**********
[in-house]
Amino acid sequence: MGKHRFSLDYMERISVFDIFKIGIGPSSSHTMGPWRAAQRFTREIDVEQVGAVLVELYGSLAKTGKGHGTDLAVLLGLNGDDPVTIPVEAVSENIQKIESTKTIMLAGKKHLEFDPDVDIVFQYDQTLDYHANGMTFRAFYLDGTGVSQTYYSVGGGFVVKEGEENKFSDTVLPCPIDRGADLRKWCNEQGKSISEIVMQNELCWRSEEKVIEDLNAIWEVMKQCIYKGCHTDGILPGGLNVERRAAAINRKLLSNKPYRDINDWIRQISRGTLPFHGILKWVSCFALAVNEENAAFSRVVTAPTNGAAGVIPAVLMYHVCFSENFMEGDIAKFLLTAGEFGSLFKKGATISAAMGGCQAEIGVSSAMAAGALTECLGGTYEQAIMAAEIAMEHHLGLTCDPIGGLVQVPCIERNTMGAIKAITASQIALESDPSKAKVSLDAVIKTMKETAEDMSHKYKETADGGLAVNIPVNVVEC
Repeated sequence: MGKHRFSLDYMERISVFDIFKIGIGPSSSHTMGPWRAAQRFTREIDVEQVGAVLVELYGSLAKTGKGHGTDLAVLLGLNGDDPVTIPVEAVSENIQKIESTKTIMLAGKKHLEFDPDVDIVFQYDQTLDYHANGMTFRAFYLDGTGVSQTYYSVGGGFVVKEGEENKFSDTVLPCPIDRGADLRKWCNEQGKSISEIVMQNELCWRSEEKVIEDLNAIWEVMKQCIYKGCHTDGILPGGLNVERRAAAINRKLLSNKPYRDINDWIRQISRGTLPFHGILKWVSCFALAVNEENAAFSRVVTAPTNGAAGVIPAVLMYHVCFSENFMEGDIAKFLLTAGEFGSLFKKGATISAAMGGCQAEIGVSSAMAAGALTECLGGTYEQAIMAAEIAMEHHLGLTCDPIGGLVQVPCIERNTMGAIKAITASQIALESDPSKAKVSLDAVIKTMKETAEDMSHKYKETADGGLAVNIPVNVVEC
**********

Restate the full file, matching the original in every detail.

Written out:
[in-house]
Amino acid sequence: MGKHRFSLDYMERISVFDIFKIGIGPSSSHTMGPWRAAQRFTREIDVEQVGAVLVELYGSLAKTGKGHGTDLAVLLGLNGDDPVTIPVEAVSENIQKIESTKTIMLAGKKHLEFDPDVDIVFQYDQTLDYHANGMTFRAFYLDGTGVSQTYYSVGGGFVVKEGEENKFSDTVLPCPIDRGADLRKWCNEQGKSISEIVMQNELCWRSEEKVIEDLNAIWEVMKQCIYKGCHTDGILPGGLNVERRAAAINRKLLSNKPYRDINDWIRQISRGTLPFHGILKWVSCFALAVNEENAAFSRVVTAPTNGAAGVIPAVLMYHVCFSENFMEGDIAKFLLTAGEFGSLFKKGATISAAMGGCQAEIGVSSAMAAGALTECLGGTYEQAIMAAEIAMEHHLGLTCDPIGGLVQVPCIERNTMGAIKAITASQIALESDPSKAKVSLDAVIKTMKETAEDMSHKYKETADGGLAVNIPVNVVEC
Repeated sequence: MGKHRFSLDYMERISVFDIFKIGIGPSSSHTMGPWRAAQRFTREIDVEQVGAVLVELYGSLAKTGKGHGTDLAVLLGLNGDDPVTIPVEAVSENIQKIESTKTIMLAGKKHLEFDPDVDIVFQYDQTLDYHANGMTFRAFYLDGTGVSQTYYSVGGGFVVKEGEENKFSDTVLPCPIDRGADLRKWCNEQGKSISEIVMQNELCWRSEEKVIEDLNAIWEVMKQCIYKGCHTDGILPGGLNVERRAAAINRKLLSNKPYRDINDWIRQISRGTLPFHGILKWVSCFALAVNEENAAFSRVVTAPTNGAAGVIPAVLMYHVCFSENFMEGDIAKFLLTAGEFGSLFKKGATISAAMGGCQAEIGVSSAMAAGALTECLGGTYEQAIMAAEIAMEHHLGLTCDPIGGLVQVPCIERNTMGAIKAITASQIALESDPSKAKVSLDAVIKTMKETAEDMSHKYKETADGGLAVNIPVNVVEC